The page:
Investors continue to exhibit a healthy appetite for commercial real estate. But deciding where to place and source capital is becoming a lot trickier amid recent volatility in capital markets and signs of slowing growth ahead.

To help investor navigate the current volatility, CBRE is taking an in-depth look at issues impacting global capital markets in it’s new Thought Series - Leading Global Capital in a Time of Uncertainty – including the micro-level factors contributing to uncertainty in today’s global markets. The first piece in the series, Volatility: The Near-Term Normal?, explores the challenges and opportunities those conditions are likely to create within the commercial real estate market. “The real key here is that most investors are maintaining their confidence in 2016, notwithstanding the volatility in the global market,” says Spencer Levy, CBRE’s Americas Head of Research. In fact, volatility is likely to drive even more demand for commercial real estate in stable markets such as the U.S. as investors look for “safe harbors” for capital, adds Levy.

Global commercial property investment reached $876 billion last year, and CBRE is forecasting that there is more than $1.1 trillion in global capital targeting real estate investment in 2016. Yet investors were clearly skittish in first quarter due to worries about slowing growth in China, falling oil prices, changes in central bank policies and geopolitical instability. That nervousness was evident in the radical moves that occurred in financial markets. For example, both the Dow Jones Industrial Index and the FTSE 100 saw swings in gains and losses of up to 5 percent in one day. 

Concerns were magnified by weakness in U.S. manufacturing due to a strong U.S. dollar; uncertainty related to the direction of Fed policy regarding interest rates; and apprehension that the six-plus-year real estate recovery cycle was nearing its end. That volatility did spill over to impact commercial real estate. Preliminary first quarter numbers on deal flow indicates a modest slowdown from 2015. 

However, that is likely a temporary dip in deal flow. CBRE’s most recent Global Investor Intentions Survey, which polled more than 1,200 investors in January and early February 2016, found that the majority of investors are planning to stay the course. Eighty percent of those surveyed said that their pipelines will be at least as good or better in 2016 compared to last year. Outbound investment from Asia will remain particularly strong, while owners exposed to the energy and commodities downdraft may sell some assets.
The big question ahead is how the volatility coupled with slowing growth in real estate markets will influence investment strategies, yield expectations, property values and pricing. Although investors remain confident, they are moving forward cautiously, says Levy. Investors and owners are asking more questions. They are absorbing more data, and they want more comfort to get to a decision. As a result, bid flow is easing from the record levels seen in 2015. While investor strategies vary widely depending on the individual entity, CBRE’s Thought Piece – Volatility: The Near-Term Normal? highlights a number of key themes that will continue to drive global real estate investment sales in the near term.

Maintain a strong defense. Although global capital continues to look at all asset classes, there continues to be big demand for safety. For example, 65 percent of global investors expect to buy more assets in the Americas in 2016 than they bought last year, according to the CBRE survey. In particular, institutions will continue to target core assets with long-term leases, quality tenants and reliable cash flows located in gateways of North America and Europe.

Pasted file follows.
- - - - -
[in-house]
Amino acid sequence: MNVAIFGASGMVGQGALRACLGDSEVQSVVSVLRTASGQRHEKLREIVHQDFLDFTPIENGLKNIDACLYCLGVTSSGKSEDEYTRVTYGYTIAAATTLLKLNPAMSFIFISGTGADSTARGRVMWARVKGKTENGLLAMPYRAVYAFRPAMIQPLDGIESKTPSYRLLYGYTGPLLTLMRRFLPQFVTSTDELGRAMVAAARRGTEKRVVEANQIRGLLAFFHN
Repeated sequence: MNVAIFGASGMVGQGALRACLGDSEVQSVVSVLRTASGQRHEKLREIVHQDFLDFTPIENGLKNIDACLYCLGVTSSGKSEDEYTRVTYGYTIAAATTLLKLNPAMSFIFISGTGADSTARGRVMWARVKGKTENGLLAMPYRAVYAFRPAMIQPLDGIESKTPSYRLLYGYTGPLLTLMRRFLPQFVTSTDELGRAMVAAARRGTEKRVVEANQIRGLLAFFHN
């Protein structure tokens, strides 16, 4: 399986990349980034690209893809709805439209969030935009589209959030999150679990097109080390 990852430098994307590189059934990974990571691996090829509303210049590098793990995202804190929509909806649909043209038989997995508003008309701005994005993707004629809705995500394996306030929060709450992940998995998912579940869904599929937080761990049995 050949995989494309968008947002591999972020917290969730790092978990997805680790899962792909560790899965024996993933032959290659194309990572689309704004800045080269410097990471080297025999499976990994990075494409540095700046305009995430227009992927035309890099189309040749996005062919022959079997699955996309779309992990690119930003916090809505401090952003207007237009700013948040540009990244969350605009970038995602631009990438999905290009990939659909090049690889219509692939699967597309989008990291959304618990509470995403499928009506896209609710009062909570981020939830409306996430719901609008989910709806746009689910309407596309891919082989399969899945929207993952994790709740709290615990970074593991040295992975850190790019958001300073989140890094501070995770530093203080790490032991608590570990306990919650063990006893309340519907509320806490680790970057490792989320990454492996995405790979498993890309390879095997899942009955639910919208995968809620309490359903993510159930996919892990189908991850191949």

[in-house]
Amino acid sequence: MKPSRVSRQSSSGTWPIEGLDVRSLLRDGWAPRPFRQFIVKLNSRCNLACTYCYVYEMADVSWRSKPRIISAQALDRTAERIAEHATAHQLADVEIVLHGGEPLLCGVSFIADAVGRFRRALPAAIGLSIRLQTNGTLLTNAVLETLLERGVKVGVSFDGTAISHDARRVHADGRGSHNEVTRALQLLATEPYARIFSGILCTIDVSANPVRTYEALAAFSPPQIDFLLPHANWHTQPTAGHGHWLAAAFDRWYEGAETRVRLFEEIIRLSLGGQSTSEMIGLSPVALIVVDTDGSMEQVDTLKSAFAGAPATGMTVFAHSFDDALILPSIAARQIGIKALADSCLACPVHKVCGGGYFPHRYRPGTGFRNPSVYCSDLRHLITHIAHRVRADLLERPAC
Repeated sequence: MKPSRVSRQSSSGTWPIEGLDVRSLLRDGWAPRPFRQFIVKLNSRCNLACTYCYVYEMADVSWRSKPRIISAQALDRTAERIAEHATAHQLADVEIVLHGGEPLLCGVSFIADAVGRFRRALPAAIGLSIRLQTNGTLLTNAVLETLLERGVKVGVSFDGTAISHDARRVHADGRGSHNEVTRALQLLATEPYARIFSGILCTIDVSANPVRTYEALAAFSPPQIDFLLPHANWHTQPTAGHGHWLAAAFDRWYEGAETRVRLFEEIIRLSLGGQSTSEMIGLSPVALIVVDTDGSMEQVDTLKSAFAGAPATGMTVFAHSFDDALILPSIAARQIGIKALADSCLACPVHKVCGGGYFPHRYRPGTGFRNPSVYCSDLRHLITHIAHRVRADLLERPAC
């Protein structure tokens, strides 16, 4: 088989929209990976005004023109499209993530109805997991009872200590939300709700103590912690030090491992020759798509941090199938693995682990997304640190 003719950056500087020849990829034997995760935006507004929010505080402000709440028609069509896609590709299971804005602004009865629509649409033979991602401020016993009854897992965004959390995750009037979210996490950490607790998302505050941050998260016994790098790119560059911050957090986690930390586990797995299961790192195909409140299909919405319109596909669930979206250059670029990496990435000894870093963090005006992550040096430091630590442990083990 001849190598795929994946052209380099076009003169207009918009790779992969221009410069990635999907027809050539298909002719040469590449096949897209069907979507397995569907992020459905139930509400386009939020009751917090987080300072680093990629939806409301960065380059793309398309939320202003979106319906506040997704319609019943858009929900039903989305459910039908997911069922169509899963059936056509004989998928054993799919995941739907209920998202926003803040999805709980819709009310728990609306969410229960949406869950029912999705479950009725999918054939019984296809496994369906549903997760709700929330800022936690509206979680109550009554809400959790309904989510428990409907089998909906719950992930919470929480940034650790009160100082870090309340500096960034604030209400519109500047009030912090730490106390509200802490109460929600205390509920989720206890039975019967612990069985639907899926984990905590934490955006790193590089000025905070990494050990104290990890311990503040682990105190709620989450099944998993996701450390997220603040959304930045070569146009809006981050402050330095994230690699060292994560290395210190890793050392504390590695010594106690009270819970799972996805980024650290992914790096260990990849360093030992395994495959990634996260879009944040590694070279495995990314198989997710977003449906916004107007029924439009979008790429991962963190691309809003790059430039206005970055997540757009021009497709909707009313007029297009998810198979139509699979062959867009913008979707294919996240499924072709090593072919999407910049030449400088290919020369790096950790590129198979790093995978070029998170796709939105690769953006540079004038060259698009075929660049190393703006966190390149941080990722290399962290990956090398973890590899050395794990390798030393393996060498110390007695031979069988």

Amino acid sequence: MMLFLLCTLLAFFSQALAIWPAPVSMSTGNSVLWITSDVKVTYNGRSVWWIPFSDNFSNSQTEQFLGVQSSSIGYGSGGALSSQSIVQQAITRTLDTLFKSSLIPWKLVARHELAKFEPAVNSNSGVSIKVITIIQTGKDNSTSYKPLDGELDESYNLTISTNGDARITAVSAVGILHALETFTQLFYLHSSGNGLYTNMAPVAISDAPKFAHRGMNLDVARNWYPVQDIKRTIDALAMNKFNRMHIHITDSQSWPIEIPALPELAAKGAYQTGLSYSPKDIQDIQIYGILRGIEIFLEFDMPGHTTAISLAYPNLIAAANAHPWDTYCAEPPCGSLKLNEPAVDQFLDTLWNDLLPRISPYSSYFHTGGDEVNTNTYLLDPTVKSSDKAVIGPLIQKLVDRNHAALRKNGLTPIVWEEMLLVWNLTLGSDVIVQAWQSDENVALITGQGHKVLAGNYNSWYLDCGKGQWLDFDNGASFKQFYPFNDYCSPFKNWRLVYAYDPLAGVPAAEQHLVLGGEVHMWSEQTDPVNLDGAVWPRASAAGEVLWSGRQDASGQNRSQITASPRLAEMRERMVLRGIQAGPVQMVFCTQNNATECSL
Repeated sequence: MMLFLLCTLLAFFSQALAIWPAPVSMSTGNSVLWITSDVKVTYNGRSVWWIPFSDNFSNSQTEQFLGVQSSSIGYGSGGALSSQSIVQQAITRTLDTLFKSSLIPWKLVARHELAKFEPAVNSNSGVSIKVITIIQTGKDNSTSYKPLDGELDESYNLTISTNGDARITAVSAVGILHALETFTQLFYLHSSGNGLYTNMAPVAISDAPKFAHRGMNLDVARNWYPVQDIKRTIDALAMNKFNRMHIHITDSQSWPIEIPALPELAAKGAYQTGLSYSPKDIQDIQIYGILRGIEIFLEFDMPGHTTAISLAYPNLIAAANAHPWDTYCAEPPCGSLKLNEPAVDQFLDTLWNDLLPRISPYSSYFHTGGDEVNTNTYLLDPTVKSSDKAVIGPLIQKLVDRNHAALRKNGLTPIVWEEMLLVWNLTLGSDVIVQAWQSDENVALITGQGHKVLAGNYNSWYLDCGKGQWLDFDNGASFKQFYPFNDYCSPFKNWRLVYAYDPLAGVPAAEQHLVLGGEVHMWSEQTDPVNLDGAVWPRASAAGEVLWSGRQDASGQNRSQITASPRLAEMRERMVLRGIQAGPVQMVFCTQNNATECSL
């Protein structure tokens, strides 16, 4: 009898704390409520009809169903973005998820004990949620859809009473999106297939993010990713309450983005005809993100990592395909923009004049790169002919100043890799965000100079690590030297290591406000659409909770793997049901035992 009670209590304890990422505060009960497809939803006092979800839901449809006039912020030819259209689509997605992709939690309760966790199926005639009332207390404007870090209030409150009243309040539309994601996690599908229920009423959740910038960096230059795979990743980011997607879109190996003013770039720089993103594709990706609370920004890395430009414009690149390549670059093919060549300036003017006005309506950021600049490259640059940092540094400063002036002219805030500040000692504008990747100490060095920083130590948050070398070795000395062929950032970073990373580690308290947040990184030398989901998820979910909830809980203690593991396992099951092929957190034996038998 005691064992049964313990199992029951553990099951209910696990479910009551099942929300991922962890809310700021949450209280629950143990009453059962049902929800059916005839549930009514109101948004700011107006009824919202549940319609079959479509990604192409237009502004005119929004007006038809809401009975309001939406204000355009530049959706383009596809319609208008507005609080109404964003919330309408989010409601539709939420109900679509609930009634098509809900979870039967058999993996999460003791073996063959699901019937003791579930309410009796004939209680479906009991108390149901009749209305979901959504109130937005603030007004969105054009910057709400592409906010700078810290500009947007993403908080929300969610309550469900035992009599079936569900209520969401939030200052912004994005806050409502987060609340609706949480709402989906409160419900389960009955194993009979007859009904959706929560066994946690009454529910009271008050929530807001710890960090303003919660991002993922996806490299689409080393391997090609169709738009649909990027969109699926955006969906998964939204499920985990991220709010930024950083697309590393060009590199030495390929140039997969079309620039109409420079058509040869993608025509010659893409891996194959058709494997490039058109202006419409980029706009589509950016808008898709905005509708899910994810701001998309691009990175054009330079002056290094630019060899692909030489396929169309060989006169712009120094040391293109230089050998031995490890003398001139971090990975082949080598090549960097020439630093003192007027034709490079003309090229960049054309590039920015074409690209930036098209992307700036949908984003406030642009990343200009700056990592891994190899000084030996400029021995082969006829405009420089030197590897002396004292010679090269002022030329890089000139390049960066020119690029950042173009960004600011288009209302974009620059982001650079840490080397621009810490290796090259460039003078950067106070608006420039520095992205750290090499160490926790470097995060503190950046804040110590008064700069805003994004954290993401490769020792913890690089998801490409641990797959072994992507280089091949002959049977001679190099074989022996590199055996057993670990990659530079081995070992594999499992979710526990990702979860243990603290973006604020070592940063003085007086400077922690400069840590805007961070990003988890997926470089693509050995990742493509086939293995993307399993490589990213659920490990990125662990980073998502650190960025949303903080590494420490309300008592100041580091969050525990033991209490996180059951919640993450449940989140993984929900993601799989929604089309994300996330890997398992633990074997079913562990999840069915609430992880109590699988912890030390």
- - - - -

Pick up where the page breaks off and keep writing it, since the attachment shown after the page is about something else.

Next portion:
Don’t overreact. The combination of a global economy and digital era has created a hyper-connected marketplace. When a tree falls in China, the whole world hears it. Connectedness is increasing the correlation of global capital markets, as well as amplifying the potential for dramatic swings. Investors are looking everywhere for clues about the market’s direction, and these indicators—either positive or negative—can cause overreactions in the markets. 

Reset expectations. Interest rates are expected to edge up. Although many investors have priced this into their assumptions, buyers are less confident on capitalization rates. Institutional investors in particular are being more conservative in their underwriting given that growth and global volatility will impact the certainty of their returns. That may result in a subtle pullback in pricing. 

“The key for investors in markets like this is to look at the long-term investment goals of their capital,” states Chris Ludeman, CBRE’s Global President of Capital Markets. Levy adds, “Very often people succumb to what I call short-termism, even when the long-term prospects of a market or an asset type are excellent. So, while we have to be cycle aware, we try to council people to not just look through the prism of what’s happening today, but what is likely to happen over the next, three, five or seven years depending on their investment horizon.”

To learn more about navigating today’s global capital markets, visit

CBRE has launched a three-part Thought Series on “Leading Global Capital in a Time of Uncertainty”. The series provides insight on the shifting market dynamics to help investors make thoughtful decisions for both near- and long-term real estate investing strategies. The first brief in the series “Volatility: The Near-term Normal?” takes an in-depth look at the drivers of volatility in today’s global markets and their implications for commercial real estate investors and owners around the world. 

Click here to access a full copy of the report.